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    1. Hi DividendDeveloper -- thanks for the well wishes (I may need it!). Yes, SDRL is certainly my riskiest holding in DivGro. I'm OK with that, though, given the potential reward as represented by the "scarily-high" dividend. Of course, I wouldn't want too many SDRL's in my portfolio, nor would I want a SDRL in a portfolio containing only 4 holdings.

      Cheers
      FerdiS

      Delete
  5. DivGro,
    I am hoping to average down as well. I was hoping to get in on a 22/share price point but who knows if they will go that low. I think you will be happy to see those dividends come in. The risk is definitely compensated with that dividend. Good luck!

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    1. I think its a good spot to average down. The share price may go down further, giving you a better price point, but it may go up as well. I didn't want to take that chance and I'm happy with getting in at $25. Good luck!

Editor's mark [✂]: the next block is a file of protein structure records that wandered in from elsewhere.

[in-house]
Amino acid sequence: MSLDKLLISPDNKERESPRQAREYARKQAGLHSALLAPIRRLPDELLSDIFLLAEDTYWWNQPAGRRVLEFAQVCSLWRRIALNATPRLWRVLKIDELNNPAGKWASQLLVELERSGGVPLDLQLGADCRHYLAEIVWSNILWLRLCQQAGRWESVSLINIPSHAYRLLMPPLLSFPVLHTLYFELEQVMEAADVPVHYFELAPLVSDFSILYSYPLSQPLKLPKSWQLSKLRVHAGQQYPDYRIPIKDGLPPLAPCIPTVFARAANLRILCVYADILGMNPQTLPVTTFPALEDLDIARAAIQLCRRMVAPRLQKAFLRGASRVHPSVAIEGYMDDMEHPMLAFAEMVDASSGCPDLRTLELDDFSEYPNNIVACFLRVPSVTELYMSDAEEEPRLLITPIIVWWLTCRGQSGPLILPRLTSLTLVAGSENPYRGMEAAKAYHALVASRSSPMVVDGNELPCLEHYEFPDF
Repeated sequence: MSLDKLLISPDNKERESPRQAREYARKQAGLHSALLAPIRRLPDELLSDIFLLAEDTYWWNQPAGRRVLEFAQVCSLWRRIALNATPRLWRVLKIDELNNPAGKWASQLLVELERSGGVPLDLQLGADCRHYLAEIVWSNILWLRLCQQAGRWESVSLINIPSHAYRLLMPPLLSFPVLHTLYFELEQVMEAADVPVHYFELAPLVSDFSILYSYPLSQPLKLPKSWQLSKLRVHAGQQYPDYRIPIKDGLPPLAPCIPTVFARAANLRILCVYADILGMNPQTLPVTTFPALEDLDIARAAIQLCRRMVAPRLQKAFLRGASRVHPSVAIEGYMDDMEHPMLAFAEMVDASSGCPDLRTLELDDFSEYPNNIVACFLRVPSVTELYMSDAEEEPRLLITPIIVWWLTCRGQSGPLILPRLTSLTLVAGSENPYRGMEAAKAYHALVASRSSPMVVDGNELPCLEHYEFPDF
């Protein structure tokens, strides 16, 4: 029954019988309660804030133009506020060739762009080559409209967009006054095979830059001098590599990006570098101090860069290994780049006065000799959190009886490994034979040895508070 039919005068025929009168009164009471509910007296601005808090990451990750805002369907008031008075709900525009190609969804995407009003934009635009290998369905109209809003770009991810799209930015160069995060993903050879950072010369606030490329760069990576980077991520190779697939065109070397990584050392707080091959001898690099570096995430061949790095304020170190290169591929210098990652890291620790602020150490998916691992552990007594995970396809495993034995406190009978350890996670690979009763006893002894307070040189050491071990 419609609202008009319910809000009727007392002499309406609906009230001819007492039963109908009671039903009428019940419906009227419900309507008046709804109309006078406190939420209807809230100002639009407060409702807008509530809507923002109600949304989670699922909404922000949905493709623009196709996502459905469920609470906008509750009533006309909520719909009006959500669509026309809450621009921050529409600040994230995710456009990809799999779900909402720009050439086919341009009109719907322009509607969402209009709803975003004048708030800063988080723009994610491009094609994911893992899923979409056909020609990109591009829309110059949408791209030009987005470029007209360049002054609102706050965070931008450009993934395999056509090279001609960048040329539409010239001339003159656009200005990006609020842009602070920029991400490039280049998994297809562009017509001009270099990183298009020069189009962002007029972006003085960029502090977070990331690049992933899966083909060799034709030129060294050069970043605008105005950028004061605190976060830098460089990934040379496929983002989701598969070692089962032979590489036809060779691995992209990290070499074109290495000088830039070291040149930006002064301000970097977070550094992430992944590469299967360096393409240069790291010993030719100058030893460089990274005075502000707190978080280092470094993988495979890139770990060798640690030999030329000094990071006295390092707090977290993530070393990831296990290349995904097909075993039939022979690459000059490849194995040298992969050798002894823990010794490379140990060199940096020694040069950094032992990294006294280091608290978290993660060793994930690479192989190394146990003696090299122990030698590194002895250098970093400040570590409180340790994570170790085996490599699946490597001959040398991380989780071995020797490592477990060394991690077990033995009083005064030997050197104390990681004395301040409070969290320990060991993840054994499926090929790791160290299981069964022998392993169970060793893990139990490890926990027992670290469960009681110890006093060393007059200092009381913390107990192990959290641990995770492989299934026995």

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  6. Nice job of averaging down. I've been doing a lot of that with ESV lately. They are in the same situation. I'm thinking of adding some SDRL just to balance out the ESV position I have. I love that they have the newest fleet but it's the debt load that scares me a little. As you mention though, even cutting the dividend by 50% still gives a solid yield. Good luck with this purchase.

    ReplyDelete
    Replies
    1. Thanks! You're right, the debt load is scary. Hopefully SDRL can leverage their new fleet to secure more and higher paying contracts in the current tough environment and balance out their debt commitments.

      As mentioned elsewhere, this is a risky investment and I'm hoping for a few of these higher yielding dividend checks before a dividend cut. We shall see how this one goes...

      Delete
  7. I'm curious how you come up with the number of shares to buy?